Comfortably curled up for a night of relaxation, we started with Elvis Costello’s interview with Elton John. Right away my rock and roll pulse began to quicken. Next, we chose the one with Lou Reed. With Costello’s thoughtful and serious questions and Reed’s droll but meaningful answers, the segment just began to unfold like a walk through a park. Reed was iconic but also gracious and familiar seeming. He  discussed lyrics, the influence of the Beat poets, songs as stories and the effectiveness of minimal chords. Then, the artist Julian Schnabel joined them on stage. A very close friend of Reed, he told a touching story about loss that brought out the richness of their relationship. He recited Reed’s Rock Minuet as if he were Hamlet. Costello and Reed performed a perfect duet of A Perfect Day and they ended the segment with Set the Twilight Reeling. The combination of the scorching guitars and contrasting vocals was beautiful. I turned to Pete and said that I felt that I had just had a spiritual experience.

So, when on Sunday, as I was home working on some frustrating and soul-constraining activities and then saw the news that Lou Reed had died, I was strangely affected. How could that be?  I just saw him the night before. He seemed ok–his heart was full and he treated us to some of Sweet Jane. I texted Pete–who was at a conference–the news. He wrote back agreeing that was very weird. Throughout the rest of the day, in between tending to my mundane tasks, I gobbled up the various contents of the musician’s cholesterol-rich oeuvre by reading articles and listening to his music. When Pete returned, he played me some more. I felt kind of empty. I regretted the loss to the world of a sensitive artist.

My own clinical work can frequently feel quite vapid to me–I am reactive to when there is too much science, too much medicine, too much judgement, and too little soul. The lyrics of my day are littered with mean or inflamed words like hypertension, arthritis, hypertriglyceridemia, gout, GERD, diabetes, obesity and diabesity. Diabesity–actually sounds like it could be the name of a Lou Reed song. While Lou Reed’s lyrics can be ugly, angry and crass sometimes too, they are also tender and romantic.

I am always longing for the lyrical and the poetic–and am grateful for artists and their art. For the lives and stories that I am privy to, I imagine something I call Diapoetry–where the impersonal becomes personal, where healing becomes love. This is any artistic or humanistic expression of matters related to health and the conditions that support or hinder it. It has applications wider than its name. There are beautiful renditions of illness and loss; there are healing practitioners whose science is art, there is life-giving  food prepared with love and there are acts of service. It can be pretty or not–but it touches emotions and represents our fuller selves. Diapoetry can be represented in many ways. My observation is just that the collective psyche is weary of the bombastic and literal when it comes to our bodies.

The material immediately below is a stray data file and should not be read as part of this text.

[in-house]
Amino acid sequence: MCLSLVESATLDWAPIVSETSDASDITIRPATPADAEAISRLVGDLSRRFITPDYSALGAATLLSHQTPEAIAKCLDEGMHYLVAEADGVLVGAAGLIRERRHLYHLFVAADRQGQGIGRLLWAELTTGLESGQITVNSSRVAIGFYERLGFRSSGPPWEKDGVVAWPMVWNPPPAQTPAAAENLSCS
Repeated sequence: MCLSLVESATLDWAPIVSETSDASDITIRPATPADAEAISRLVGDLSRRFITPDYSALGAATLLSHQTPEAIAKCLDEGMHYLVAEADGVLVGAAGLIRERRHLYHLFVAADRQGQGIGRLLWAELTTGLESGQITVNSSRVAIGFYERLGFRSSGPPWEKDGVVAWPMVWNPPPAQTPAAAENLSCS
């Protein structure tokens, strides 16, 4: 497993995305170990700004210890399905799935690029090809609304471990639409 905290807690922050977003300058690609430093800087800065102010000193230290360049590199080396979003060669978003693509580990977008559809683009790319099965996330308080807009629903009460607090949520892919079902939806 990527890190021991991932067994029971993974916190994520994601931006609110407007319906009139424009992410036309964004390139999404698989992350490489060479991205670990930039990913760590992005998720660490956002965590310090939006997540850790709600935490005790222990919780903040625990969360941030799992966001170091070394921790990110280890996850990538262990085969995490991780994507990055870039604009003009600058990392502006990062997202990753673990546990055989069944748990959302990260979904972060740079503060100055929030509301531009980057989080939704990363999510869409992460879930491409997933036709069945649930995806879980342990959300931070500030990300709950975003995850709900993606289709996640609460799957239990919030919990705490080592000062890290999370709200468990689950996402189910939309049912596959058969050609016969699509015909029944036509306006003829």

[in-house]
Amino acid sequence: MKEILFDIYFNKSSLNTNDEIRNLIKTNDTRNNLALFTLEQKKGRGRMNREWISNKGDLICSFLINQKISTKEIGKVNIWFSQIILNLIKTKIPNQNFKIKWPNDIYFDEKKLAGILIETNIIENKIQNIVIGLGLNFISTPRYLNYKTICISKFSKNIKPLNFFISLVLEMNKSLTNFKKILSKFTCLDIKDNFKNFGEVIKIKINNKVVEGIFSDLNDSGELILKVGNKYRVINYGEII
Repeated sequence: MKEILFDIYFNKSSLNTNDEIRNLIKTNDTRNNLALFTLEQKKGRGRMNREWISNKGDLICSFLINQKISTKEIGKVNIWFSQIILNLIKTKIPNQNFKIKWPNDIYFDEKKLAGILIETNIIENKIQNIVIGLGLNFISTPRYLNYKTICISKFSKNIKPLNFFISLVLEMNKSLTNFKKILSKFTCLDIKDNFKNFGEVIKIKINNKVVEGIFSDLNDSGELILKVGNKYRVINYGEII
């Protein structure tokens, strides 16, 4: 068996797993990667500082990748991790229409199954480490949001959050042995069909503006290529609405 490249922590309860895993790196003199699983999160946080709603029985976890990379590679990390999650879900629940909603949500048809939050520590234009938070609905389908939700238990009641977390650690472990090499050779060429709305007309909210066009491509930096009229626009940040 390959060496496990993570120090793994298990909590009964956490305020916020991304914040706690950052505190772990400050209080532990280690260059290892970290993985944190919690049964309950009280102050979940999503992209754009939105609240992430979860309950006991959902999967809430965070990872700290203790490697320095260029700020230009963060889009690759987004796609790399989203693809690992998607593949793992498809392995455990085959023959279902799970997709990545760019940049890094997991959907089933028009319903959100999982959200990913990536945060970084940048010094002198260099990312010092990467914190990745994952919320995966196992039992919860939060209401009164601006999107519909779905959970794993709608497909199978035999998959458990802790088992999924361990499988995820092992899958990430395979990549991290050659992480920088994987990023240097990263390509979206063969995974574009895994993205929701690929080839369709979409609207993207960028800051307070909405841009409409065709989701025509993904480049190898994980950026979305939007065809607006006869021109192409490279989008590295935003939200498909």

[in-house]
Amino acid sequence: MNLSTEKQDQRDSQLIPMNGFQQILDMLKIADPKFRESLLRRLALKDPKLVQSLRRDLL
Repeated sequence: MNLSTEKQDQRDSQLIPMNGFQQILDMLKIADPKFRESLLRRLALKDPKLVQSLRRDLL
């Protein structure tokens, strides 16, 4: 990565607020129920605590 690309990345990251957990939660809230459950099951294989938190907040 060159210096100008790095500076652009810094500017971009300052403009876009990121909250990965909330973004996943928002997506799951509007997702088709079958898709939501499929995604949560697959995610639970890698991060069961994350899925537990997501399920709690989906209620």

So, it was additionally strange when on the following night, Pete said, “El, read this“. He handed me a New York Times article about Lou Reed having diabetes. Apparently, as Reed struggled with what to eat in response to it, the restaurateurs and chefs he knew throughout his little village of New York began to create special menus for him and helped him to become interested in food for health. I was shocked. Here I am following the life and times of this legendary artist who was known for his often alienating and transgressive behaviors–and he ends up with the same humbling condition that brings many to their knees, praying for culinary and nutritional redemption. Suddenly, Lou Reed who traveled in realms quite foreign to me, landed in a place I know a little something about.

The article concluded with a quote from Reika Alexander, the owner of one of the restaurants who nourished him. She said, recalling a strong final hug, “Even a couple of weeks ago he told me that he loved eating our food because it made him feel really healthy. He was really sweet. I really miss him. I was hoping I could see him again.”

That story, that food, that hug and Lou Reed himself–I think that is diapoetry. It may be a fitting ending for this man who obviously fed the collective psyche.

Anyway, send word, love and any expressions of Diapoetry you may wish to share.

In health, Elyn

Happy Birthday to my dear husband Peter, who brings a lot of  music to my life. Really– jazz, classical, post rock, electronic, some really weird stuff–and always rock and roll. This video is for you, my love.

http://www.newyorker.com/talk/2013/11/11/131111ta_talk_smith

 

my plate

my plate

My Plate Haiku

As the twilight sunburst gleams
as the chromium moon it sets